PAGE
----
My kid didn’t go from 5 to 6. Simply because her bars weren’t ready. That was the explanation.

There are gyms out there that make level and group decisions with no explanation and before they have even started training the skills.

Goes something like this...... But she hasn’t started training L4 yet why is she staying L3. Because she is not ready for L4.... end of conversation

I honestly just couldn’t believe they need every single star to progress. Like I said, I totally get have moves down etc but to be so extremely stringent on young kids seems like it could cause kids to lose hope. And the star system could be subjective to whichever coach is doing it. I see girls in the level ahead that do skills she’s tested on not nearly as good.
Yes exactly.. what’s the point if you take it away? The only thing I could think of is it is to show consistency but cmon.. to expect perfection every single time? Like, that one off day you had so a star was removed means you aren’t good enough to move up?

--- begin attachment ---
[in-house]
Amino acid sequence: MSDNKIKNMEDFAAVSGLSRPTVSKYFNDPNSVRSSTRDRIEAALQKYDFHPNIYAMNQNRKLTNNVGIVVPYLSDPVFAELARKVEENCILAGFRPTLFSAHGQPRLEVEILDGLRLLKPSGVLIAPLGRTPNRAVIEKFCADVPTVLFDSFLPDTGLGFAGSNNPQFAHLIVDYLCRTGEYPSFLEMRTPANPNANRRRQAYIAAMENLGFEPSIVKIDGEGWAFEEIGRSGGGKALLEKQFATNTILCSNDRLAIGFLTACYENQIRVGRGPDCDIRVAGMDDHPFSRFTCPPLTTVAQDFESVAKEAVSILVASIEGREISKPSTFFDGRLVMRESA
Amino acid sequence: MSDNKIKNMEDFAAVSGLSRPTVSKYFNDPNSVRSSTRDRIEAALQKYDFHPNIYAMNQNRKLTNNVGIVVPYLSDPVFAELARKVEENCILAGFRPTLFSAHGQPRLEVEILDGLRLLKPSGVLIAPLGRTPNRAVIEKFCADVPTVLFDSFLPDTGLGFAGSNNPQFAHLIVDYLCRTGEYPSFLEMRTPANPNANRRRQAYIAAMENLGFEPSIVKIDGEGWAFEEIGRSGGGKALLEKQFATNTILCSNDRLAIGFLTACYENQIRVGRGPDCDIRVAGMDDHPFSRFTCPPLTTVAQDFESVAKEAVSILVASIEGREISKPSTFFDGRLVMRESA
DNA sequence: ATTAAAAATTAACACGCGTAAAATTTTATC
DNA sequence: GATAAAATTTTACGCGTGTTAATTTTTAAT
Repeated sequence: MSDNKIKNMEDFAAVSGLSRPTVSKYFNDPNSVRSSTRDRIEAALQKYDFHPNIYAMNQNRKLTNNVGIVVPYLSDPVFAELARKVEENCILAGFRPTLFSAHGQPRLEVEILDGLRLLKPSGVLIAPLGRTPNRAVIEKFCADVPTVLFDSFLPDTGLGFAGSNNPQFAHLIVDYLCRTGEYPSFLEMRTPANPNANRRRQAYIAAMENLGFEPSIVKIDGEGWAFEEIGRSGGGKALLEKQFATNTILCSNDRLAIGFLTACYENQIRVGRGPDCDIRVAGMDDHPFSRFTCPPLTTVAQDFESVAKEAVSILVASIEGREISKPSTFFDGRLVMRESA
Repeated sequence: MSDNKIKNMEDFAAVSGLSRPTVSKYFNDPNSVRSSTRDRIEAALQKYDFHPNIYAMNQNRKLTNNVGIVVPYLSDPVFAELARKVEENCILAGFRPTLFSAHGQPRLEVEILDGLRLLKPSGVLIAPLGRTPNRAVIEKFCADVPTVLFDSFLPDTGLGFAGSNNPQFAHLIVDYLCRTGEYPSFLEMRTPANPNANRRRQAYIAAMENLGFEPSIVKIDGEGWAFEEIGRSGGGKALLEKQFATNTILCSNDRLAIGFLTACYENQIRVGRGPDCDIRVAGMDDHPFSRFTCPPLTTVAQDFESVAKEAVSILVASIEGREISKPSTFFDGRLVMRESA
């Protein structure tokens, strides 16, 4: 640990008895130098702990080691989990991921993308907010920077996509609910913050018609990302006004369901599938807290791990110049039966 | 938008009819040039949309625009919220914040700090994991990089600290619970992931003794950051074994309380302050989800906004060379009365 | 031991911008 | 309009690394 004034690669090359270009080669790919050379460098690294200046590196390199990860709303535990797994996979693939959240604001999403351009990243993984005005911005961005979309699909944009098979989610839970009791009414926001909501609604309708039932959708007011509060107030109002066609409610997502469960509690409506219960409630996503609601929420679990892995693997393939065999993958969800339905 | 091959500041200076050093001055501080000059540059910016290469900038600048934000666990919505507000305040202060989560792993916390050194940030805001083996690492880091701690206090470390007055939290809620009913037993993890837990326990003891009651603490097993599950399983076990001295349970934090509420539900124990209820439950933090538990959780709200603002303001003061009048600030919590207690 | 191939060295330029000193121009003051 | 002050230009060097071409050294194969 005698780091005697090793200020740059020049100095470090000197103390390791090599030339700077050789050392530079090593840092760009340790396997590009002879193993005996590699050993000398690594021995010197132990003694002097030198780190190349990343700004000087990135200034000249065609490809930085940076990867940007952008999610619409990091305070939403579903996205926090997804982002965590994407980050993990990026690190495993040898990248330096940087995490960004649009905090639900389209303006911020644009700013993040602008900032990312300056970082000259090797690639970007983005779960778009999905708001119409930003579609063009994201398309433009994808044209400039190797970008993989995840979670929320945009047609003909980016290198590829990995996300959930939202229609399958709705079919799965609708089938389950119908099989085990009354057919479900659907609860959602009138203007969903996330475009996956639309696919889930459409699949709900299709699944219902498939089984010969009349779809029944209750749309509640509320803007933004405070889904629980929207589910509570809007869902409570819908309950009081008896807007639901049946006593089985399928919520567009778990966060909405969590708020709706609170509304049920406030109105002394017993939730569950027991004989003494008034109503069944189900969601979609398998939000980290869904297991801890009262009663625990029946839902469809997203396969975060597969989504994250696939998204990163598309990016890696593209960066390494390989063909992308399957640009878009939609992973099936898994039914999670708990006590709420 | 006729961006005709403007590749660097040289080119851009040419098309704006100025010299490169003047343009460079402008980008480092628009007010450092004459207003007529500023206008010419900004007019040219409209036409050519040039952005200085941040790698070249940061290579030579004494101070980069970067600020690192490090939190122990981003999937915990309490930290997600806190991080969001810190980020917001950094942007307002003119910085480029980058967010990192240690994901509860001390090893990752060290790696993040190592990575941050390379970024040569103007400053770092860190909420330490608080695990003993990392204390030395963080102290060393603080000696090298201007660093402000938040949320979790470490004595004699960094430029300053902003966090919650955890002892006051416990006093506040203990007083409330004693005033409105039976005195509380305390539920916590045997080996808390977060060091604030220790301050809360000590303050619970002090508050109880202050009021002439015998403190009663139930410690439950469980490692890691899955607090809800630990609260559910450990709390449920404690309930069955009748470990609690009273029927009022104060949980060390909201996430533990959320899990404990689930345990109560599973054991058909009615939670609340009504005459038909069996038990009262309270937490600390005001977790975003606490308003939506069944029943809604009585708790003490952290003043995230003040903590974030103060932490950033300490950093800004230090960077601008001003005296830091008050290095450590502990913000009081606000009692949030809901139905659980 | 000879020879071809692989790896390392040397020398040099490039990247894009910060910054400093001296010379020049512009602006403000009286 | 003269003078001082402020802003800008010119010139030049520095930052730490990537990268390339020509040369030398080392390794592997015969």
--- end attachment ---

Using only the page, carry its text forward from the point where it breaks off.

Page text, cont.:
Unless you are a former gymnast with lots of experience (and if you are forgive because you should know this)

You really don’t know what exactly they are looking for.

Lots of kids look similar yet to a coaches eye based on what they are building on and what’s required they maybe in very different places.

Even the definition of attempted. Your and your daughters idea of attempted may not be what the coaches consider an attempt.

I’ve had my days were it was like hey coach I thought my kid did much bettter then Sally I mean she was much straighter or stuck her landing better.

And coach will go yeah but she needed to be hollow or arched not straight.
Or yeah her landing was cleaner but she needs more height, speed, better set or punch.

You really don’t know.

Perhaps the loss of a star is related to how they handle not doing the skill or correction, which is a big thing as well as consistency. Really getting a skill hit or miss is very different then getting it nearly every time. And how you deal with the adversity of not getting it is probably just as important if not more so then actually getting the skill. And depending on the skill it could be a huge thing.